December

Reasons for hope and optimism

Dear IU Student, Colleague or Friend of the University,

With just a few days remaining until the end of IU’s Bicentennial Year 2020 — a year for reasons expected, and unexpected, that turned out to be like no other in our 200-year-history — there are many reasons to feel grateful and hopeful.

On Dec. 19, during IU Bloomington's first-ever virtual Commencement, we had the privilege of honoring and celebrating the nearly 11,000 members of IU's 2020 Bicentennial Class. Though we were not able to be together in person, our commencement ceremony once again reminded us that — no matter what challenges come our way — we will always be undaunted in pursuing our core missions.

We aim to provide students with the best, most contemporary and broadest education possible — one that is accessible to all, no matter their means or where they come from; to pursue transformative research and scholarship at the highest level of excellence; and to serve our state and its regions, our nation and the world in myriad ways. As such, we strive to be an engine of life-changing opportunity and prosperity for the residents of Indiana, the nation and beyond.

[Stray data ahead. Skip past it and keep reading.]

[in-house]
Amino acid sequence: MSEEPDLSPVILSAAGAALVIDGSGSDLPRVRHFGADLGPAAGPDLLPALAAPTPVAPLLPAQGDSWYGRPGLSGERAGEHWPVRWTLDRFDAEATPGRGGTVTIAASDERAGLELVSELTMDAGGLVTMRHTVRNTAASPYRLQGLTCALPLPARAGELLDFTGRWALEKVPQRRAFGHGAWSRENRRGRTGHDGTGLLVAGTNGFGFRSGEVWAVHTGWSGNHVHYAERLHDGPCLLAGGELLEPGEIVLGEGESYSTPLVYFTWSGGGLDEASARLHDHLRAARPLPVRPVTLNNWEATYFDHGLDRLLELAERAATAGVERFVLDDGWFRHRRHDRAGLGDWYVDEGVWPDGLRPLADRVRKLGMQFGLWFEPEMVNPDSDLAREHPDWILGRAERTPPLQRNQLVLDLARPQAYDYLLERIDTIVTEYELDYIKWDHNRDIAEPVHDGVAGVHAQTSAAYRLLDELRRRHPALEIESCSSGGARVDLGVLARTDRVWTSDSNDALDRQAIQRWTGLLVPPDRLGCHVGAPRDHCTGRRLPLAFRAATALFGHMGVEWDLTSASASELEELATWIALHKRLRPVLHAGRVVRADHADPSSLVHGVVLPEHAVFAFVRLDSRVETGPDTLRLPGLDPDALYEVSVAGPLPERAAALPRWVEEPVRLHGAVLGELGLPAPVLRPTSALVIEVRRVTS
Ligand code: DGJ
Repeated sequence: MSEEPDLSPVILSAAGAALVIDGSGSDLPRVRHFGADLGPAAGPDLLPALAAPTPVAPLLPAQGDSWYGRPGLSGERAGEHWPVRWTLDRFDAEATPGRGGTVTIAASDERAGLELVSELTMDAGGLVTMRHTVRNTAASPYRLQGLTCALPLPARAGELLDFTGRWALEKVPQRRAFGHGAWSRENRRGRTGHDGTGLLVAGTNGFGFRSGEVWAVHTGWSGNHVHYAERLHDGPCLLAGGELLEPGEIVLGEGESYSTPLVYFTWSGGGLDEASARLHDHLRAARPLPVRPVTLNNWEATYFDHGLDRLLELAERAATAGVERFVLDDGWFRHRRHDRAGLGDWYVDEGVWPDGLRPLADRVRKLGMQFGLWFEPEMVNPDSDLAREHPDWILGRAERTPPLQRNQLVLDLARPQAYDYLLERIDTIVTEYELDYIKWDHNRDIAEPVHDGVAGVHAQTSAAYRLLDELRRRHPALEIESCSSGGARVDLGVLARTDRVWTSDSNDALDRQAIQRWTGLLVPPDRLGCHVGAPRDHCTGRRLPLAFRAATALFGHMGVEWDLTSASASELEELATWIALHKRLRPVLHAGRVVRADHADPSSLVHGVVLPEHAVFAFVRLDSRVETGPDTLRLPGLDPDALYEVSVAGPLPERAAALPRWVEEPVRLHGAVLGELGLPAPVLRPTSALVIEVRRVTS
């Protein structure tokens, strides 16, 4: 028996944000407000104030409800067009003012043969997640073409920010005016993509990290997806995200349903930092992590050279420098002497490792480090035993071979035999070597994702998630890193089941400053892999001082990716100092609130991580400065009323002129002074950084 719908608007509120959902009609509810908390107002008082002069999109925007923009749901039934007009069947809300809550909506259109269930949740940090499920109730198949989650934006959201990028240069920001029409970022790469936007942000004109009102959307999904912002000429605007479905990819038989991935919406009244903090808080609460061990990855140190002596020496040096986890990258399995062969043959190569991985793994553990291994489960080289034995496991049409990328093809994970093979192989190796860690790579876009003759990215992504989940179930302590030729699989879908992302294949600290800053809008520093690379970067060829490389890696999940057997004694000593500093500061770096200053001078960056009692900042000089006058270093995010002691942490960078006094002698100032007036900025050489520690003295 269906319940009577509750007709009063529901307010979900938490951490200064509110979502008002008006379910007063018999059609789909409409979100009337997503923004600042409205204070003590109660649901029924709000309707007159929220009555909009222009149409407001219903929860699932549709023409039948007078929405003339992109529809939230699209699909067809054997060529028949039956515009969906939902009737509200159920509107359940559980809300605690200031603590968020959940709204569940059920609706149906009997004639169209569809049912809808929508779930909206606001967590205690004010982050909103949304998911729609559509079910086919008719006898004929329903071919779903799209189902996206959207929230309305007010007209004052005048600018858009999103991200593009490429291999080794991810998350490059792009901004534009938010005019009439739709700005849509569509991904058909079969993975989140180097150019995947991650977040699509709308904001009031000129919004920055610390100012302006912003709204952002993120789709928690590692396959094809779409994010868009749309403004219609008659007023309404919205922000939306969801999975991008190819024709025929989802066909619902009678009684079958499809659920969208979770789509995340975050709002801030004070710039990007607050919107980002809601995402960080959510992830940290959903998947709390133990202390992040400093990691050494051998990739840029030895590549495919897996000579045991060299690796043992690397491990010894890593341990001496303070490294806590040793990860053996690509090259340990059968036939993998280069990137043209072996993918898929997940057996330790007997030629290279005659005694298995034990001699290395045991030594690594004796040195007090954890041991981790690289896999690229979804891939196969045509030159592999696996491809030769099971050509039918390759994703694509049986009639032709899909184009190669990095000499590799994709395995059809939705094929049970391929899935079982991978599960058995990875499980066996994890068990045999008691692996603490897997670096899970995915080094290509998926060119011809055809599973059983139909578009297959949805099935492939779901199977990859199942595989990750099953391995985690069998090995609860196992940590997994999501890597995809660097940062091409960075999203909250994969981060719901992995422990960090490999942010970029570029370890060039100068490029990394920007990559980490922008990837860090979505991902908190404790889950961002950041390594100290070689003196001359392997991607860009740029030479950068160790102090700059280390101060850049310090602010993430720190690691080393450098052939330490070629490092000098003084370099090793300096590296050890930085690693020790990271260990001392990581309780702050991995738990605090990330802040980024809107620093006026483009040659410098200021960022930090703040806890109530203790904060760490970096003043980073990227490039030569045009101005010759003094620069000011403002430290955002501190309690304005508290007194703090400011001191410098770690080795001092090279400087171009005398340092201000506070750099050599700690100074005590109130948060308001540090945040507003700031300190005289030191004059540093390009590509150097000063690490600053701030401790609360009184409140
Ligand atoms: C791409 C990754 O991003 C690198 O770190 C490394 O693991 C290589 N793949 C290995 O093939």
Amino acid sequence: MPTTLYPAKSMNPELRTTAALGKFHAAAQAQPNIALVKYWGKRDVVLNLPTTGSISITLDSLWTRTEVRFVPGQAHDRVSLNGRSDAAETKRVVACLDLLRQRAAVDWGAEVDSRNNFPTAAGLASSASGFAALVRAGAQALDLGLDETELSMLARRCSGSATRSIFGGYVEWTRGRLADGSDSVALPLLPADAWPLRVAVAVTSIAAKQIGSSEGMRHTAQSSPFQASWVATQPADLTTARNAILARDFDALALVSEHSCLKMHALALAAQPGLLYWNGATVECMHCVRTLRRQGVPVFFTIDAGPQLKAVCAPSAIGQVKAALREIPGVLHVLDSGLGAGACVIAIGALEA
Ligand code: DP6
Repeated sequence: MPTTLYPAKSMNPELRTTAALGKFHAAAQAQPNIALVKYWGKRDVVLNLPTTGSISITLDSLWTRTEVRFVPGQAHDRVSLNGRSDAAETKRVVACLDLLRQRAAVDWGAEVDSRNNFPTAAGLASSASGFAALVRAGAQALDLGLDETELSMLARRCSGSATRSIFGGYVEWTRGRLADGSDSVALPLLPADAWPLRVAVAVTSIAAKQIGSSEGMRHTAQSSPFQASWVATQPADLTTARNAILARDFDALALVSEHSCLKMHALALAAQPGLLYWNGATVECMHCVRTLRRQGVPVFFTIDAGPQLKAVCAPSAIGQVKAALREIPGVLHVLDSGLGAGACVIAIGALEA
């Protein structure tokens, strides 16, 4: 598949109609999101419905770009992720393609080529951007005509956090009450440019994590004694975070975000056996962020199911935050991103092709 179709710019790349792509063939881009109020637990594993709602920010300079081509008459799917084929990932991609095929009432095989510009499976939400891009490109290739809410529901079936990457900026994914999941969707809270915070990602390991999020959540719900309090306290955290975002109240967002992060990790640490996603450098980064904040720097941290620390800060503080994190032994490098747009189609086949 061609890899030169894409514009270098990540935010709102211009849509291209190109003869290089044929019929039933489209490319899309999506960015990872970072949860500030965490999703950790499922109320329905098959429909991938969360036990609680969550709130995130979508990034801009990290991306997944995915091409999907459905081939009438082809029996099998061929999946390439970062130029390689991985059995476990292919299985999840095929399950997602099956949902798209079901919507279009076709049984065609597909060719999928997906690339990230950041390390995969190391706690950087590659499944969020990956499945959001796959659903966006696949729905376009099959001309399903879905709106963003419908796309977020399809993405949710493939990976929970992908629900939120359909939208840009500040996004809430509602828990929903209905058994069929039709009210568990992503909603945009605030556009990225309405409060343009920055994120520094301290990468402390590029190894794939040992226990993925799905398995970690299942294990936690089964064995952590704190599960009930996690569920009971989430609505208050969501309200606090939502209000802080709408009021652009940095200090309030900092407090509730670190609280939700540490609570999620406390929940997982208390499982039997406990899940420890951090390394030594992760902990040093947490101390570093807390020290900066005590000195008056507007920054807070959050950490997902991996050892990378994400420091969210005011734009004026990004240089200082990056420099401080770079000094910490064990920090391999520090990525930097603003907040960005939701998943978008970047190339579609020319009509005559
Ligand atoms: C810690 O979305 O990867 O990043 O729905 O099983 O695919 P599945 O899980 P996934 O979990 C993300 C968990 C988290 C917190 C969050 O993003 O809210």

To members of the class of 2020, congratulations and thank you. We know this is not how you envisioned your final year of college. But you should be enormously proud of what you have accomplished — the culmination of years of scholarship, research and engagement in your communities that has prepared you for successful lives and careers. And we are most grateful for what you have given back to your university, especially during the final months of your collegiate careers. You brought spirit and life to our campuses, and you helped keep us together and safe this fall — when many thought it was not possible — by embracing new responsibilities with a combination of courage, strength, resilience, kindness and unwavering concern for others. May you take what you have learned at IU and continue to make us all proud!